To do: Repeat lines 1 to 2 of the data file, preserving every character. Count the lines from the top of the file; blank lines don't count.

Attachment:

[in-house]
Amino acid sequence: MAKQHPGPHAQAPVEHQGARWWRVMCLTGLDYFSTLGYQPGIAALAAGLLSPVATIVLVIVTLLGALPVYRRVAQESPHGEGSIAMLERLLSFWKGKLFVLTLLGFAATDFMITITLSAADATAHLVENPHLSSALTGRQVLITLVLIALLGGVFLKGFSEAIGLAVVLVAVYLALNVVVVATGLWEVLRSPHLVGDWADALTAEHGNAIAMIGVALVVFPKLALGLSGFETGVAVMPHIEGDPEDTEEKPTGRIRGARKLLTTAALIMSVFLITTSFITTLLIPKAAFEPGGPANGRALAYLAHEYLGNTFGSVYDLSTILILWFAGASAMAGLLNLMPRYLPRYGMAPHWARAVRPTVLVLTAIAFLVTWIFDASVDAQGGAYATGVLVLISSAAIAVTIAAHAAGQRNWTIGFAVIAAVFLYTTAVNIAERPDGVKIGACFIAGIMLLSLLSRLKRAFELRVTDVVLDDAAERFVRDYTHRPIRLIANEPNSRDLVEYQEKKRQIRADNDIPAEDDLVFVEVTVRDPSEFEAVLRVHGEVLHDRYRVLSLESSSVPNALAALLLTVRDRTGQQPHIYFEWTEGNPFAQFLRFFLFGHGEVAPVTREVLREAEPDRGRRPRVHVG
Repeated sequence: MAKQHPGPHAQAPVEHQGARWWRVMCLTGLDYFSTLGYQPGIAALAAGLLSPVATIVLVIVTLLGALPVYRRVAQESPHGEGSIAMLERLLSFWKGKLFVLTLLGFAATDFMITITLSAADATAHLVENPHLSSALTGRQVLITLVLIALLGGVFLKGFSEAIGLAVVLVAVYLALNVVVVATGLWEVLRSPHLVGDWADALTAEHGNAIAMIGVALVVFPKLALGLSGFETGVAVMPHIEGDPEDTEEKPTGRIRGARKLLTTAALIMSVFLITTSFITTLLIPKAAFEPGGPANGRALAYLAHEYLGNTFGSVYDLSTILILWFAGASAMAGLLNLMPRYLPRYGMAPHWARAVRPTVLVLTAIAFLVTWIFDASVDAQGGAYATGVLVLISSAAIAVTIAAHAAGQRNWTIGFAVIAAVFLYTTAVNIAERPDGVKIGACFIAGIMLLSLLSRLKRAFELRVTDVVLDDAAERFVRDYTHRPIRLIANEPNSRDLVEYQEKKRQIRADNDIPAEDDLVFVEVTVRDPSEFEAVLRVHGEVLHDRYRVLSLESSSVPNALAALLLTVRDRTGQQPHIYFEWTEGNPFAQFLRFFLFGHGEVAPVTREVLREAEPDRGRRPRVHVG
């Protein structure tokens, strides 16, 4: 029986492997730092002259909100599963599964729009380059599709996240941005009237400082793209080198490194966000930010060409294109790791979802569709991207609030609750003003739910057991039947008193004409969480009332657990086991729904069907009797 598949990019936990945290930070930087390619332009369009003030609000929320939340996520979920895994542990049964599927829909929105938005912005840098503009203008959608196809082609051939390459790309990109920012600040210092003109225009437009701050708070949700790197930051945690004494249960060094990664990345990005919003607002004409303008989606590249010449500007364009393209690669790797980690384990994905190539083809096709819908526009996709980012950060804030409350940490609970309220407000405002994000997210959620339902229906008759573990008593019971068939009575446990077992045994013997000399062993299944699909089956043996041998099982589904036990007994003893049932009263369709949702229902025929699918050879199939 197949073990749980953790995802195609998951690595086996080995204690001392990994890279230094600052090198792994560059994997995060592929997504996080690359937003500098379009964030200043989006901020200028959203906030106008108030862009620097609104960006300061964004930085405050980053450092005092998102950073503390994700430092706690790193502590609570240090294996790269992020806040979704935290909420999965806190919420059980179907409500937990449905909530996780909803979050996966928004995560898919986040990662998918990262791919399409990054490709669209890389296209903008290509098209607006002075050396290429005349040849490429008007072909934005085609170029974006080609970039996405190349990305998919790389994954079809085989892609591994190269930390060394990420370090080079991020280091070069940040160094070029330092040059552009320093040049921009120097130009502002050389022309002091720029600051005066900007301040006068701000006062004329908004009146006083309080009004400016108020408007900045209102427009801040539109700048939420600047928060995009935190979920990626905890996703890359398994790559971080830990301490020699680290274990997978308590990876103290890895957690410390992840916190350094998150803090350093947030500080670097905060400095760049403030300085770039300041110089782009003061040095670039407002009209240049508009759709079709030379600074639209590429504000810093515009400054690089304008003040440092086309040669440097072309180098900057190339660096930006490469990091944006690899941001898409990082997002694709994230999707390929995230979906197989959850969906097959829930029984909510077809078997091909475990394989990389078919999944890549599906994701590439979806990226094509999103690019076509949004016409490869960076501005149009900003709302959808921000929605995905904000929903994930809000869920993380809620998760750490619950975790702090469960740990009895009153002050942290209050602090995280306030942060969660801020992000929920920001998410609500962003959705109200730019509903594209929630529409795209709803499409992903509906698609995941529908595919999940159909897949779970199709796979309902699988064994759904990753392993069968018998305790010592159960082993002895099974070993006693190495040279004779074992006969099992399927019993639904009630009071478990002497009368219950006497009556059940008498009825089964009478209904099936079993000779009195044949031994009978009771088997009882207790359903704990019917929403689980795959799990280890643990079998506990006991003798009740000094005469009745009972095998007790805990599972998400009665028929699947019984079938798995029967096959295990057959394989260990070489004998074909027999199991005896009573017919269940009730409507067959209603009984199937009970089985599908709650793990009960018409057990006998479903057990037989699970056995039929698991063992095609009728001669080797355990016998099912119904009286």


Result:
[in-house]
Amino acid sequence: MAKQHPGPHAQAPVEHQGARWWRVMCLTGLDYFSTLGYQPGIAALAAGLLSPVATIVLVIVTLLGALPVYRRVAQESPHGEGSIAMLERLLSFWKGKLFVLTLLGFAATDFMITITLSAADATAHLVENPHLSSALTGRQVLITLVLIALLGGVFLKGFSEAIGLAVVLVAVYLALNVVVVATGLWEVLRSPHLVGDWADALTAEHGNAIAMIGVALVVFPKLALGLSGFETGVAVMPHIEGDPEDTEEKPTGRIRGARKLLTTAALIMSVFLITTSFITTLLIPKAAFEPGGPANGRALAYLAHEYLGNTFGSVYDLSTILILWFAGASAMAGLLNLMPRYLPRYGMAPHWARAVRPTVLVLTAIAFLVTWIFDASVDAQGGAYATGVLVLISSAAIAVTIAAHAAGQRNWTIGFAVIAAVFLYTTAVNIAERPDGVKIGACFIAGIMLLSLLSRLKRAFELRVTDVVLDDAAERFVRDYTHRPIRLIANEPNSRDLVEYQEKKRQIRADNDIPAEDDLVFVEVTVRDPSEFEAVLRVHGEVLHDRYRVLSLESSSVPNALAALLLTVRDRTGQQPHIYFEWTEGNPFAQFLRFFLFGHGEVAPVTREVLREAEPDRGRRPRVHVG